Home builder sentiment fell for a third straight month in August to its lowest level in nearly 1-1/2 years, pointing to a weak housing market as the economic recovery loses steam.
Further signs that the recovery from the longest and deepest recession since the 1930s was taking a step back were contained in another report on Monday that showed below-forecast growth in manufacturing activity in New York state, with new orders and shipments tumbling.
Although the data remains weak, most economists still do not believe that the economy is slipping back into recession.
While I don't take the view that the economy is faltering, what's happening out there is that there is not a lot of growth out there, said Joel Naroff, president, Naroff Economic Advisors in Holland, Pennsylvania.
The National Association of Home Builders/Wells Fargo Housing Market Index slipped one point to 13, defying market expectations for a rise to 15. A reading above 50 indicates that more builders view sales conditions as good than poor, and the index has not been above that level since April 2006.
Separately, the New York Federal Reserve said its Empire State general business conditions index increased to 7.10 in August from 5.08 in July. The figure was below the 8.00 expected by economists polled by Reuters.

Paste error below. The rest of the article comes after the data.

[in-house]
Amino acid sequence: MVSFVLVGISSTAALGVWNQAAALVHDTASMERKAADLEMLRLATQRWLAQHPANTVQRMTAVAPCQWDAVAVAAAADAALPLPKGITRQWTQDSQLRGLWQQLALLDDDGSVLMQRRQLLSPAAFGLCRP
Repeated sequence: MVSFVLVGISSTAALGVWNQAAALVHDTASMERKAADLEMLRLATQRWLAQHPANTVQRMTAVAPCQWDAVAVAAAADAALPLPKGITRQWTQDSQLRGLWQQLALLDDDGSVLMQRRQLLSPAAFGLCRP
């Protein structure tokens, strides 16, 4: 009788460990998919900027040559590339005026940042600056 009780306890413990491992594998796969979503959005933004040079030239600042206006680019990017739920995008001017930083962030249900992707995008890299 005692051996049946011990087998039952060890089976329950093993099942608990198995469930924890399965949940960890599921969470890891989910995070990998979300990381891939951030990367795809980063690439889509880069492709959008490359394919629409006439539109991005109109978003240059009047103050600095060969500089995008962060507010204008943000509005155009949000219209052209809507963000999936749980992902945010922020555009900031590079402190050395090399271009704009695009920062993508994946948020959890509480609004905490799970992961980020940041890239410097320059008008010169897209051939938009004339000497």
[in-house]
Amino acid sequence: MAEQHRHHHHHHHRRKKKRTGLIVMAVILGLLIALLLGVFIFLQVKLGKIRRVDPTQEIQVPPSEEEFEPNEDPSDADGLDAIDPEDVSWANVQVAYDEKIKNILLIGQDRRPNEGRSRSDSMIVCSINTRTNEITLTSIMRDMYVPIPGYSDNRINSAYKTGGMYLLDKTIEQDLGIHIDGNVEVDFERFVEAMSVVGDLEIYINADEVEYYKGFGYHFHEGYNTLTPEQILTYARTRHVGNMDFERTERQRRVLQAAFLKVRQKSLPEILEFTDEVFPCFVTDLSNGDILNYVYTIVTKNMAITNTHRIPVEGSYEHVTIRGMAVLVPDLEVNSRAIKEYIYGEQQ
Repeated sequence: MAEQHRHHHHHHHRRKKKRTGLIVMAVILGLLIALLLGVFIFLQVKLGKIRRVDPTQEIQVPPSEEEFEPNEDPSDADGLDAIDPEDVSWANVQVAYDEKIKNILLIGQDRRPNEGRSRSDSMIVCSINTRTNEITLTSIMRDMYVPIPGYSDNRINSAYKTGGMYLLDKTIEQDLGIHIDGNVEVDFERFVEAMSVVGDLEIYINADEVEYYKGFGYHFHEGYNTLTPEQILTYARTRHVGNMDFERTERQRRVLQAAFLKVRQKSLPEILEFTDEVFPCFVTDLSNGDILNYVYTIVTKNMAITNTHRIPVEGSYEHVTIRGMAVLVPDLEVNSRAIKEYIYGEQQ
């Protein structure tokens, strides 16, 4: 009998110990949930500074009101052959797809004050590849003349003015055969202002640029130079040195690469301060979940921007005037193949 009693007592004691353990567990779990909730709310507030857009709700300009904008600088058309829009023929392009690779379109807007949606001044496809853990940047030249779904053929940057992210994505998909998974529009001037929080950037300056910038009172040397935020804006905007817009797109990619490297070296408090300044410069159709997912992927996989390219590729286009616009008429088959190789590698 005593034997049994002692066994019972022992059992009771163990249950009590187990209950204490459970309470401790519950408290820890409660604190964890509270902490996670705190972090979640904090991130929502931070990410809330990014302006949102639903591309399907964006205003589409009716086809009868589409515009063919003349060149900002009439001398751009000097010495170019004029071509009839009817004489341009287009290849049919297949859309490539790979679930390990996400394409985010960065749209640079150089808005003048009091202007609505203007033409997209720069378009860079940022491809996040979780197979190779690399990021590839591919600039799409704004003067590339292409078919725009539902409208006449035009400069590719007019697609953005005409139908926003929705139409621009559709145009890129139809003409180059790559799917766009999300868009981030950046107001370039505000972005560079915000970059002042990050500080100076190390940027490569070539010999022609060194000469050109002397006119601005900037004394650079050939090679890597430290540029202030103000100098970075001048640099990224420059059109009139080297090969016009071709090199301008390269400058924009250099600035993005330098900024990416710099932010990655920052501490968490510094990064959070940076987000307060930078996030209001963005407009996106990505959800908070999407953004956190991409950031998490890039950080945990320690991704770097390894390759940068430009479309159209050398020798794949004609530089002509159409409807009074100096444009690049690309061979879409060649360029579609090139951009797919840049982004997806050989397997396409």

U.S. stocks traded lower on the reports, while the U.S. dollar fell against the yen. Prices for safe-haven U.S. government debt rallied, with the benchmark 10-year Treasury yield, which moves inversely to the price, falling to a fresh 17-month low.
Investor sentiment was also soured by news that Japan's economic growth slowed to a crawl in the second quarter, with gross domestic product growth of 0.1 percent that translates to annualized expansion of 0.4 percent.
This was well below the median market forecast of 2.3 percent and the United States' 2.4 percent annualized growth in the same quarter.
BUILDERS WORRY ABOUT ECONOMY
The NAHB survey showed the current sales conditions gauge for single-family home sales slipped this month to its lowest level since June 2009. The sales expectations measure for the next six months touched its lowest level since March 2009.
Builders are expressing the same concerns that they are hearing from consumers right now, particularly the sense that the overall economy and job market aren't gaining any traction, said NAHB Chairman Bob Jones.
The housing market, which was the main trigger of the recession, is struggling to regain its footing following the end in April of a popular homebuyer tax credit that had boosted sales and home building activity.
While manufacturing activity in New York state rose this month, the Empire State index remained well below its recent high near 32 reached in April. The survey showed the new orders index fell below zero for the first time since June 2009.
The index of business conditions six months ahead fell to 35.71, the lowest since July 2009, from 41.27 in July.
However, the survey contained some encouraging news on employment, which has been the Achilles heel of the recovery. The employment index rose to 14.29 in August from 7.94 in July and the average workweek index jumped to 7.14 from -9.52.
Adding to uncertainty about the economic outlook, home improvement chain Lowe's Cos
(Reporting by Lucia Mutikani in Washington and Wanfeng Zhou in New York, Editing by Chizu Nomiyama)